EVANSTON — After about 27 years in business, Dave Newsome is preparing to close the doors of Dave’s Custom Meats.
Dave lost his wife, Ginger, to cancer earlier this year and has been struggling to continue ever since. The couple had already been talking about retiring, but Dave is now faced with selling the equipment and the last of his wares and packing up to retire without Ginger by his side.
It is proving to be harder than he hoped to get the business packed up and sold, though; in addition to people looking for super cheap deals (he said someone offered $10,000 for equipment Dave calculated is worth $62,000 and is asking $40,000 for), he said there have been thefts as well. Over the past couple of weeks, he said, two stainless steel racks, a shelf, a table and around 10 sheets of particleboard have been taken from his shop.
He is hoping that there are no more thefts and that the items are returned or paid for, but in the meantime Dave is trying to sell his equipment and close up up shop by the end of August or early September.
“I started out trying to sell the whole business as a building, but it had to be relocated because my landlord won’t lease it out to anybody else,” Dave said. “... We’re giving it away as it is.”
He also has a lot of Christmas decorations and miscellaneous things for sale.
Dave’s Meats has a long, rich history in Evanston, starting as a tiny business selling wild game in two motel rooms at The Last Outpost, which Dave managed for 19 years.
He started working in the area at the age of 13, washing dishes at the Whirl Inn.
“By the time I was ... barely turning 14, really wasn’t supposed to be working yet … they started me out cooking, making a dollar an hour,” he remembered.
A few years down the road, he started up a tiny meat shop in two motel rooms. He and Ginger started with wild game, then started adding beef and finally realized they needed to upgrade their location to fit their size and needs.
Dave’s family already had history with the building he is in now, as his dad and uncle rented it from Otto Kennedy from 1960-1970. By the time Dave was looking for a new location, Ruth Kennedy O’Hara had inherited it from her father and was willing to rent it to him for a low rent as long as he took care of the repairs.
For about four or five years, it had been a convenience store, but the people who had it left it in terrible condition.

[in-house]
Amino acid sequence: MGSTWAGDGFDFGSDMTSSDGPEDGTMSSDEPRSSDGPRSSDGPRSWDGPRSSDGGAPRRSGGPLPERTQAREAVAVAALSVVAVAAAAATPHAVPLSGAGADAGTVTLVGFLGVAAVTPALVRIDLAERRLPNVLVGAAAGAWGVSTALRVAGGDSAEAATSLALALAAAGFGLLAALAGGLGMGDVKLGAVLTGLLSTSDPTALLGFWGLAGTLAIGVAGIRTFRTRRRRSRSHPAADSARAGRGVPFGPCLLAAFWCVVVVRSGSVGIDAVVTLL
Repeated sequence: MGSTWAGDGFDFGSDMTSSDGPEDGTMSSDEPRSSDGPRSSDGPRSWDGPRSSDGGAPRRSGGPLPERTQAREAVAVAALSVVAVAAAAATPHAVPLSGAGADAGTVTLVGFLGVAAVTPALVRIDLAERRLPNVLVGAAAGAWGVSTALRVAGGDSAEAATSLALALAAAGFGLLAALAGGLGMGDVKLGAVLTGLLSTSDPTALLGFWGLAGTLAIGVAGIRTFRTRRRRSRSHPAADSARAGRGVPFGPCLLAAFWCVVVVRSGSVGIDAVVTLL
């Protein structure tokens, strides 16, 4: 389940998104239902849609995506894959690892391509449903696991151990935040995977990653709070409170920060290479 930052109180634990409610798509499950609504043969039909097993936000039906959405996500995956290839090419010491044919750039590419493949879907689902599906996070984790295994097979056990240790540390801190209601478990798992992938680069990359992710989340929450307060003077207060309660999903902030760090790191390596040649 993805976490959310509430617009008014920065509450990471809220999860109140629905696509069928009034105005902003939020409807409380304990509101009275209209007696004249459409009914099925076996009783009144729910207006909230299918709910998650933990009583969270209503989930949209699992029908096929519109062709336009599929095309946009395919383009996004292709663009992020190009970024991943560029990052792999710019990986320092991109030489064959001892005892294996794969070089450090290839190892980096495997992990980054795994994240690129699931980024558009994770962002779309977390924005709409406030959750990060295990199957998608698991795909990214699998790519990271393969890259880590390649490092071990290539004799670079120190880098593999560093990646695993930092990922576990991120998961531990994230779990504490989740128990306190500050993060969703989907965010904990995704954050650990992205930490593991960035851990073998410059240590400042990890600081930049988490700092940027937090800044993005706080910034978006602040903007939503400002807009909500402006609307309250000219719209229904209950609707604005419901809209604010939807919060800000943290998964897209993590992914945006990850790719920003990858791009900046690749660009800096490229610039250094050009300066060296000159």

“All the water lines were broken in here and the toilets were broken in here,” he said. “Everything was broken in here. So it was ground up again from scratch.”
He had to pay about $25,000 for the building power and a swamp cooler, among many other things — but he said the rent was very low at $500 per month, and it has stayed that way ever since. In fact, his utilities have often been higher than the rent.
“When I had everything running, my electric bill was $1,200 a month,” he said.
For a long time, though, Dave’s Custom Meats was a thriving business.
“It used to be a really profitable business until the oil field went out,” Dave said. “... Chevron would call me up and say, ‘I need 250 8-pound prime ribs for Christmas ... or Elkhorn would call and say, ‘I need 250 steaks.’ It was just like that all the time, you know.”
The business also changed focus when it switched out wild game for catering about 15 years in. In addition to helping the business, Dave said the catering helped get him and Ginger through their health issues. Dave said he had 13 surgeries in 19 years, with work-related injuries and everything else.
Among other things, he had to have two knee replacements on the same knee (the first one failed and had to be redone the following year) and he once broke and dislocated his ankle.
Dave was also injured when someone trying to help him with hang beef knocked down a heavy roller onto Dave’s hand.
“And the doctors up here told me that it was carpal tunnel or it was a cyst, so we get down to Park City and they said, ‘No, it’s broken. It’s been broken a long time…’” Dave said, showing his hand. “It was broken for two years, so they had to go in and take this bone out, fuse these together.”
In fact, his hand was fixed at the same time he was having his second knee replacement.
There is also a knife framed on the wall in memory of an accident that could have killed him. Dave pointed out a line on the knife about an inch from the handle, saying that the knife went into his stomach up to that line when he was butchering a pig.
“I drove myself to the hospital and duct-taped bar towels on me, and the next thing I knew, I was in emergency surgery because I cut an artery,” he said.
The years have taken their toll on him.
“I used to be able to cut three beef in a day, and now I’m lucky if I get half done, and I gotta sit down to do it,” he said.
Stiffer, tired and now grief-stricken, Dave hopes to be able to sell the rest of his stuff and finally retire and rest.